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Adaptive evolution within the gut microbiome of individual people

By Shijie Zhao, Tami D. Lieberman, Mathilde Poyet, Sean M. Gibbons, Mathieu Groussin, Ramnik J. Xavier, Eric J. Alm

Posted 24 Oct 2017
bioRxiv DOI: 10.1101/208009 (published DOI: 10.1016/j.chom.2019.03.007)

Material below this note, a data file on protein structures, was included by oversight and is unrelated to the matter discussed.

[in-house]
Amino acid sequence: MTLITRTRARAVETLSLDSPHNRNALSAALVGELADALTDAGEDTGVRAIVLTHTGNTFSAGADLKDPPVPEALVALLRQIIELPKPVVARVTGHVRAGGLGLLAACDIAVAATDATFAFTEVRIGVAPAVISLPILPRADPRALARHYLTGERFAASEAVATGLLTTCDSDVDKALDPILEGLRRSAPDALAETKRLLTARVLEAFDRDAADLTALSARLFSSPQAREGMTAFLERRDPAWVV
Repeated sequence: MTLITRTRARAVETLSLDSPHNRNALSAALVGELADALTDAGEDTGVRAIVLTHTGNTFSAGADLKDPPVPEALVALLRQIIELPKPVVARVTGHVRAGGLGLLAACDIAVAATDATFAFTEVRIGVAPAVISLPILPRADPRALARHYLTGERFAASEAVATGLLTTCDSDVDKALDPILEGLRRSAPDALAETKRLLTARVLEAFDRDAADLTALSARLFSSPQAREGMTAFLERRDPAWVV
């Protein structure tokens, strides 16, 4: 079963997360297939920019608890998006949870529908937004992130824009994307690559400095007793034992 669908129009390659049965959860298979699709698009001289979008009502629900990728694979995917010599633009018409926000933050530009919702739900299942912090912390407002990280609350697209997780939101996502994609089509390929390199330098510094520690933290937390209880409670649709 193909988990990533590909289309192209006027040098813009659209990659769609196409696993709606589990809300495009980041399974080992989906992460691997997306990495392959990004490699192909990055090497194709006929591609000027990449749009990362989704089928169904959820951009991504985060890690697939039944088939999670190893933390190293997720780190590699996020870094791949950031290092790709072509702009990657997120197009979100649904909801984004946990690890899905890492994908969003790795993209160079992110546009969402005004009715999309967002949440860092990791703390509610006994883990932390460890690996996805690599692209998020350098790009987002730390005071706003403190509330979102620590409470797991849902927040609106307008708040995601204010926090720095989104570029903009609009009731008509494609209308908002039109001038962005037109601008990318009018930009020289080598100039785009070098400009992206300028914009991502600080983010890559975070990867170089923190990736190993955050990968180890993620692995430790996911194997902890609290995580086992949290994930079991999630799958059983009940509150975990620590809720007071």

Individual bacterial lineages stably persist for years in the human gut microbiome. However, it is unknown if these lineages adapt during colonization of healthy people. Here, we assess evolution within individual microbiomes by sequencing the genomes of 602 Bacteroides fragilis isolates cultured from 12 healthy subjects. We find that B. fragilis within-subject populations contain significant de novo nucleotide and mobile element diversity, which preserve years of within-person evolutionary history. This evolutionary history contains signatures of within-person adaptation to both subject-specific and common selective forces, including parallel mutations in seventeen genes. These seventeen genes are involved in cell-envelope biosynthesis and polysaccharide utilization, as well as yet under-characterized pathways. Notably, one of these genes has been shown to be critical for B. fragilis colonization in mice, indicating that key genes have not already been optimized for survival in vivo. This lack of optimization, given historical signatures of purifying selection in these genes, suggests that varying selective forces with discordant solutions act upon B. fragilis in vivo. Remarkably, in one subject, two B. fragilis sublineages coexisted at a stable relative frequency over a 1.5-year period despite rapid adaptive dynamics within one of the sublineages. This stable coexistence suggests that competing selective forces can lead to B. fragilis niche-differentiation even within a single person. We conclude that B. fragilis adapts rapidly within the microbiomes of individual healthy people, providing a new route for the discovery of key genes in the microbiome and implications for microbiome stability and manipulation.

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